Her campaign #MeriMarzi aims to promote menstrual health and wellness, hygiene and facilities for female sex workers in UP. She says, “Knowledge about natural body processes is a very basic human right. And for individuals whose occupation is providing sexual services, it becomes even more important.”

        Meri Marzi aims to ensure sensitised, non-discriminatory health workers for the needs of female sex workers in the Suraksha Clinics under the UPSACS (Uttar Pradesh State AIDS Control Society) program by creating more dialogues and garnering public support for the cause of sex workers’ menstrual rights. The campaign will also ensure interventions with sex workers to clear misconceptions around overall hygiene management to ensure that results flow both ways.

        Read more about her campaign.

        MH Fellow Sabna comes with significant experience working with a range of development issues. A co-founder of Project Sakhi Saheli, which aims to combat period poverty and break menstrual taboos, Sabna has, in the past, worked on the issue of menstruation in urban slums of Delhi with women and adolescent girls. She and her team also released MenstraBook, with menstrastories and organised Menstra Tlk in the Delhi School of Social Work to create more conversations on menstruation.

        With YKA MHM Fellow Vineet, Sabna launched Menstratalk, a campaign that aims to put an end to period poverty and smash menstrual taboos in society. As a start, the campaign aims to begin conversations on menstrual health with five hundred adolescents and youth in Delhi through offline platforms, and through this community mobilise support to create Period Friendly Institutions out of educational institutes in the city.

        Read more about her campaign. 

        A student from Delhi School of Social work, Vineet is a part of Project Sakhi Saheli, an initiative by the students of Delhi school of Social Work to create awareness on Menstrual Health and combat Period Poverty. Along with MHM Action Fellow Sabna, Vineet launched Menstratalk, a campaign that aims to put an end to period poverty and smash menstrual taboos in society.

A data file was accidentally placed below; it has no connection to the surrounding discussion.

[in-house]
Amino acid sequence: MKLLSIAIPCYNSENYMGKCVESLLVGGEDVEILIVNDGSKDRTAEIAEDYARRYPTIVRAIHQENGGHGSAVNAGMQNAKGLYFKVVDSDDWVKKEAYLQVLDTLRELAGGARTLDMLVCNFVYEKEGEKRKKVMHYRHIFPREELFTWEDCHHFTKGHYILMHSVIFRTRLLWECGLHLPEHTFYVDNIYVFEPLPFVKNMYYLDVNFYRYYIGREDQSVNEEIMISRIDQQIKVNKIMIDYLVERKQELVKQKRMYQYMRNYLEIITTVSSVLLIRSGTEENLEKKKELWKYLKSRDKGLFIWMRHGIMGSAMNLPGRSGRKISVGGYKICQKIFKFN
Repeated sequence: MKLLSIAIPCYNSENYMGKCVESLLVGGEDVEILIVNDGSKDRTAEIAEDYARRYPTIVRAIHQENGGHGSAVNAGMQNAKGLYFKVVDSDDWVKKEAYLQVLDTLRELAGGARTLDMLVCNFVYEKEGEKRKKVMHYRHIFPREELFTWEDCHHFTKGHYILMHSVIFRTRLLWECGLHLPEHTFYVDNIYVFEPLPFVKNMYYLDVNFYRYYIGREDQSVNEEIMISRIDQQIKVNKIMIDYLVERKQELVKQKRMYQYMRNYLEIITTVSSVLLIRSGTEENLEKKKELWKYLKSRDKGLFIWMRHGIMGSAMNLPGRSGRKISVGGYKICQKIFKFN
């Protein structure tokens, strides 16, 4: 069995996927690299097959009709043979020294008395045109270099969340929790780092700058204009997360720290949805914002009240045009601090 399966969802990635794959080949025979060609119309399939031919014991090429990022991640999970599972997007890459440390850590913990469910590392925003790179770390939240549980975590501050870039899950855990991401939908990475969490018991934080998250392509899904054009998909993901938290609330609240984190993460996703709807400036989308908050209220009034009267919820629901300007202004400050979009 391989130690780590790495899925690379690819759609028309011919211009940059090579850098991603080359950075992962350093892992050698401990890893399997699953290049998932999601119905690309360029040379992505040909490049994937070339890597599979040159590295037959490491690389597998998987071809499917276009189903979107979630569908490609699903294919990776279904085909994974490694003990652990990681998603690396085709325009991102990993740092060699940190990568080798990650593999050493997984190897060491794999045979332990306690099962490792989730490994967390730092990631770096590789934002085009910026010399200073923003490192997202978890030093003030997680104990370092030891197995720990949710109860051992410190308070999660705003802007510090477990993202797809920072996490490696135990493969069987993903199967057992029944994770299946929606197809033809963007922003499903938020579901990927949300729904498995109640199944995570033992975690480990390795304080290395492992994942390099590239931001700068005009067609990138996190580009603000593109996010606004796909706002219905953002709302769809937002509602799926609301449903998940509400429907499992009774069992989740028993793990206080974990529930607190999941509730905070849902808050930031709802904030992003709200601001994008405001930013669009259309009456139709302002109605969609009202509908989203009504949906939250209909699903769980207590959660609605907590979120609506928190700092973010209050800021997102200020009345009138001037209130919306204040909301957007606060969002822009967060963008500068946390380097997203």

As a start, the campaign aims to begin conversations on menstrual health with five hundred adolescents and youth in Delhi through offline platforms, and through this community mobilise support to create Period Friendly Institutions out of educational institutes in the city.

        Find out more about the campaign here.

        A native of Bhagalpur district – Bihar, Shalini Jha believes in equal rights for all genders and wants to work for a gender-equal and just society. In the past she’s had a year-long association as a community leader with Haiyya: Organise for Action’s Health Over Stigma campaign. She’s pursuing a Master’s in Literature with Ambedkar University, Delhi and as an MHM Fellow with YKA, recently launched ‘Project अल्हड़ (Alharh)’.

        She says, “Bihar is ranked the lowest in India’s SDG Index 2019 for India. Hygienic and comfortable menstruation is a basic human right and sustainable development cannot be ensured if menstruators are deprived of their basic rights.” Project अल्हड़ (Alharh) aims to create a robust sensitised community in Bhagalpur to collectively spread awareness, break the taboo, debunk myths and initiate fearless conversations around menstruation. The campaign aims to reach at least 6000 adolescent girls from government and private schools in Baghalpur district in 2020.

        Read more about the campaign here.

        A psychologist and co-founder of a mental health NGO called Customize Cognition, Ritika forayed into the space of menstrual health and hygiene, sexual and reproductive healthcare and rights and gender equality as an MHM Fellow with YKA. She says, “The experience of working on MHM/SRHR and gender equality has been an enriching and eye-opening experience. I have learned what’s beneath the surface of the issue, be it awareness, lack of resources or disregard for trans men, who also menstruate.”